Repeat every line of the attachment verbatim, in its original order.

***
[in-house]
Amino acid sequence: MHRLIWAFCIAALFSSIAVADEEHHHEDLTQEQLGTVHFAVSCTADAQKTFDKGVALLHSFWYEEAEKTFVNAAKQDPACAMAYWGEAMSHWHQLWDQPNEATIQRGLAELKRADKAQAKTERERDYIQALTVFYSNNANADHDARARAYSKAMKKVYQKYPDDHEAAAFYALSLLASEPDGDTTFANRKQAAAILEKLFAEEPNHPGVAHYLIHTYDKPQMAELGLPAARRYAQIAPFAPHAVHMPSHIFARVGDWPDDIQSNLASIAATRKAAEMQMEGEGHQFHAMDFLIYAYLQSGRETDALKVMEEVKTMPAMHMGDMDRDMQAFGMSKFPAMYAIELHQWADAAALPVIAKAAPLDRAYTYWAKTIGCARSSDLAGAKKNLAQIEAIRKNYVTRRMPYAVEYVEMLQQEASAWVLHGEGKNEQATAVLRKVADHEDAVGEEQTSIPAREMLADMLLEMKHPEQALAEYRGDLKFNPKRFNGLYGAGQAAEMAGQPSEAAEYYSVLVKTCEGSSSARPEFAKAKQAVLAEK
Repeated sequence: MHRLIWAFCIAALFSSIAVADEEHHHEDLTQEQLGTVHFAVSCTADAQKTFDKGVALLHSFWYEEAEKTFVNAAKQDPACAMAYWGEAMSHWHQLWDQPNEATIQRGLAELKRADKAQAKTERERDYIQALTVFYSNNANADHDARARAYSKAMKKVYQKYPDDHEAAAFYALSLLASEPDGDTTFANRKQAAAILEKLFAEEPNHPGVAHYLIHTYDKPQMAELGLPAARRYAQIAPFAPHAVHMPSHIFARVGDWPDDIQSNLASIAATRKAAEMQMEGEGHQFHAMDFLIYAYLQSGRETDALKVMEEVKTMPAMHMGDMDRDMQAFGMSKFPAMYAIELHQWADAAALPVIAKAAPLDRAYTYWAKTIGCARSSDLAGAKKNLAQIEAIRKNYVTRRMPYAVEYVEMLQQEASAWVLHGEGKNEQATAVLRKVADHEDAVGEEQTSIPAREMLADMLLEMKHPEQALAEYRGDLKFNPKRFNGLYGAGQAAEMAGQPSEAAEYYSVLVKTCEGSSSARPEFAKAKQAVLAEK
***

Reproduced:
[in-house]
Amino acid sequence: MHRLIWAFCIAALFSSIAVADEEHHHEDLTQEQLGTVHFAVSCTADAQKTFDKGVALLHSFWYEEAEKTFVNAAKQDPACAMAYWGEAMSHWHQLWDQPNEATIQRGLAELKRADKAQAKTERERDYIQALTVFYSNNANADHDARARAYSKAMKKVYQKYPDDHEAAAFYALSLLASEPDGDTTFANRKQAAAILEKLFAEEPNHPGVAHYLIHTYDKPQMAELGLPAARRYAQIAPFAPHAVHMPSHIFARVGDWPDDIQSNLASIAATRKAAEMQMEGEGHQFHAMDFLIYAYLQSGRETDALKVMEEVKTMPAMHMGDMDRDMQAFGMSKFPAMYAIELHQWADAAALPVIAKAAPLDRAYTYWAKTIGCARSSDLAGAKKNLAQIEAIRKNYVTRRMPYAVEYVEMLQQEASAWVLHGEGKNEQATAVLRKVADHEDAVGEEQTSIPAREMLADMLLEMKHPEQALAEYRGDLKFNPKRFNGLYGAGQAAEMAGQPSEAAEYYSVLVKTCEGSSSARPEFAKAKQAVLAEK
Repeated sequence: MHRLIWAFCIAALFSSIAVADEEHHHEDLTQEQLGTVHFAVSCTADAQKTFDKGVALLHSFWYEEAEKTFVNAAKQDPACAMAYWGEAMSHWHQLWDQPNEATIQRGLAELKRADKAQAKTERERDYIQALTVFYSNNANADHDARARAYSKAMKKVYQKYPDDHEAAAFYALSLLASEPDGDTTFANRKQAAAILEKLFAEEPNHPGVAHYLIHTYDKPQMAELGLPAARRYAQIAPFAPHAVHMPSHIFARVGDWPDDIQSNLASIAATRKAAEMQMEGEGHQFHAMDFLIYAYLQSGRETDALKVMEEVKTMPAMHMGDMDRDMQAFGMSKFPAMYAIELHQWADAAALPVIAKAAPLDRAYTYWAKTIGCARSSDLAGAKKNLAQIEAIRKNYVTRRMPYAVEYVEMLQQEASAWVLHGEGKNEQATAVLRKVADHEDAVGEEQTSIPAREMLADMLLEMKHPEQALAEYRGDLKFNPKRFNGLYGAGQAAEMAGQPSEAAEYYSVLVKTCEGSSSARPEFAKAKQAVLAEK